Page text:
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TECHnalysis Research president Bob O'Donnell writes a regular column in Forbes and those columns are posted here and archived on this site.

August 9, 2023
Samsung Networks and Intel Evolve Virtual RAN

By Bob O'Donnell

Sometimes it’s the seemingly simple things that matter most.

In the case of 5G network infrastructure, that can definitely be the case. Changes to how certain elements get deployed or network architectures evolve can make a very noticeable difference in things like the speed, capabilities, and power efficiency of a given cellular network.

Recently, there have been a number of interesting examples. T-Mobile, for example, moved from the aggregation of three carrier signals to four, and the result was an impressive boost to download speeds of up to 3.3 Gb/s for phones like Samsung’s S23 that support the technology. T-Mo also took advantage of its nationwide 5G standalone (SA) architecture and enabled the first iterations of the long-awaited network slicing functionality for developers to access.

On the surface, both of these efforts sound like relatively minor ones, but in fact, they both required a lot of behind-the-scenes work. The results have important long-term implications.

The most recent example of this type of seemingly minor, yet notable work is a new joint effort between Samsung Networks and Intel. Specifically, the two companies just announced that the ability to run Samsung’s VRAN 3.0 software stack on Intel’s 4th Generation Xeon Scalable CPUs with VRAN Boost will be available later this fall. Though the company is primarily thought of as a hardware provider, in the world of network infrastructure, Samsung Networks has built an impressive stable of software offerings over time. This latest effort with Intel also highlights that the company knows how to leverage the latest hardware developments for practical purposes.

Specifically, by evolving its software to take advantage of the new telco-focused hardware acceleration capabilities in the latest generation Intel server chips, Samsung Networks can now enable more cell towers to run off a single server than it could in the past.

The improvement in power efficiency is certainly noteworthy on its own, but when it’s put into the context of running across large-scale cellular networks, then its true value becomes apparent. Plus, given how power-hungry many of these networks are, you begin to realize what a significant impact this reduced power envelope can have. These kinds of improvements give carriers the ability to increase their network footprint without increasing the power requirements in some environments or reduce the power demands with similar coverage in others.

Beyond the improvement in power efficiencies, these new optimization efforts also provide a more stable platform upon which companies can make the move to virtualizing their RAN infrastructure. Despite the many benefits that virtualized RAN can enable—including increased flexibility, capability, and reduced costs—many carriers have been somewhat slow to make the move. By bringing together a stable, optimized new platform from these two key industry players, Samsung Networks and Intel can offer additional confidence to carriers that have been clinging to legacy network infrastructure.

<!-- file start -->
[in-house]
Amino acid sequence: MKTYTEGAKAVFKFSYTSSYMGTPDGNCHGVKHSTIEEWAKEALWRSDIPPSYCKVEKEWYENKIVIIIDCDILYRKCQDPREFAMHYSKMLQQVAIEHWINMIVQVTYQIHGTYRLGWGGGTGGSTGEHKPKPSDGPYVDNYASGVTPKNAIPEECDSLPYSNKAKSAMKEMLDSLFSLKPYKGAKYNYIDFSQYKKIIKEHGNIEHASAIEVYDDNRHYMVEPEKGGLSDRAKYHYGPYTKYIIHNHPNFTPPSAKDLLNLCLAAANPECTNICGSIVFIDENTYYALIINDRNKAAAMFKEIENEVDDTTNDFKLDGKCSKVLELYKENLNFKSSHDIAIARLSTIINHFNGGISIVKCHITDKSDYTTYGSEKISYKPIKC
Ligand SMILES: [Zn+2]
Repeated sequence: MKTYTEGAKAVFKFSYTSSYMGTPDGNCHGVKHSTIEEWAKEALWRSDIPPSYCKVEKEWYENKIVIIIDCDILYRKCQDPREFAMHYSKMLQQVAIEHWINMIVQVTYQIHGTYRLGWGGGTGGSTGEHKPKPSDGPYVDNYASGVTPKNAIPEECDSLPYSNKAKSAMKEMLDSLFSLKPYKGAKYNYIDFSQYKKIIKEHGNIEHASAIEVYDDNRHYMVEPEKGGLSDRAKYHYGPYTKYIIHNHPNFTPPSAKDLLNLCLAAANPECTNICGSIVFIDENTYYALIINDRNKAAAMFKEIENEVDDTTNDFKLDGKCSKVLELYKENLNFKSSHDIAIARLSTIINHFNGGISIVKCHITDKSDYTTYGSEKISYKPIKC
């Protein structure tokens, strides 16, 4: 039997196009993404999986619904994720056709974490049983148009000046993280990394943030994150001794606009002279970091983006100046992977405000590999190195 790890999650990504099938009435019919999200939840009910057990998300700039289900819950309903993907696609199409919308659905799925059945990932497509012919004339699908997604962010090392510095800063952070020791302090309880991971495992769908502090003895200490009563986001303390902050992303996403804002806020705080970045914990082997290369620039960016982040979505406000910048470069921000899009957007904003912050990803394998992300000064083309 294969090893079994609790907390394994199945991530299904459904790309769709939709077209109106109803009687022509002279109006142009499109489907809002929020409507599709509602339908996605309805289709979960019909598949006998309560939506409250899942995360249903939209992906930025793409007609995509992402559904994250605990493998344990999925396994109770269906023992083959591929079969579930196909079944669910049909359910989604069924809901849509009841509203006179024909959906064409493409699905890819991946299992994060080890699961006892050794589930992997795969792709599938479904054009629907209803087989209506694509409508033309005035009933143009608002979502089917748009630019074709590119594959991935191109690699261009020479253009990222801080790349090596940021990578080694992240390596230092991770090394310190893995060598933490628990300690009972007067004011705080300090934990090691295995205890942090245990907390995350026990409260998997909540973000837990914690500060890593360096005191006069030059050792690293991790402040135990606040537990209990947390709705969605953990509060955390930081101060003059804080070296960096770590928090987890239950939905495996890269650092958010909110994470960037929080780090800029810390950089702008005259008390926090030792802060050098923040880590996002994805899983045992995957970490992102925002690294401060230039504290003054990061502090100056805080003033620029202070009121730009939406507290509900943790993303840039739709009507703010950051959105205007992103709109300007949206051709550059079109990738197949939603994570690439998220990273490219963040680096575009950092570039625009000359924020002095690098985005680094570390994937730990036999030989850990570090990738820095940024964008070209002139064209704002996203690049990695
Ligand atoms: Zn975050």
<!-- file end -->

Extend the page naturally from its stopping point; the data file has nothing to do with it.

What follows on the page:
For carriers that are in the process of modernizing their networks, but still need to support the additional signal requirements of previous G’s, the new combined solution from Samsung Networks and Intel is an option as well. It includes support for MultiRAT (Multiple Radio Access Technologies) so that carriers can continue to run 2G, 4G and 5G networks simultaneously.

In addition, the latest iteration of Samsung Networks’ VRAN software includes features that enable critical capabilities on the company’s advanced radio configurations. For example, in version 3.0, there’s now support for 200 MHZ 3-Cell 64T64R MIMO radios, which can dramatically improve the throughput on a given cell site by increasing the efficiency and speed of each of many simultaneous links. The new version also incorporates improved automation capabilities, making it easier and faster to deploy enhancements across the network. It’s these kind of software upgradeable capabilities that make VRAN such a compelling technology for modern 5G networks.

Modernizing network infrastructure is never an easy or fast task because of how critical it is to maintain functionality at all times. For this and other reasons, it’s understandable why some carriers have been a bit slow to make the move towards full virtualization of their RANs. With developments like these latest efforts from Samsung Networks and Intel, however, key objections are being removed and important new opportunities are becoming even more apparent.

Let’s hope that these kinds of seemingly small changes can drive the important, long-term impacts that 5G networks need to continue their evolution forward.

Disclosure: TECHnalysis Research is a tech industry market research and consulting firm and, like all companies in that field, works with many technology vendors as clients, some of whom may be listed in this article.

Here’s a link to the original column:

Forbes columnist Bob O'Donnell is the president and chief analyst of TECHnalysis Research, a market research and consulting firm that provides strategic consulting and market research services to the technology industry and professional financial community.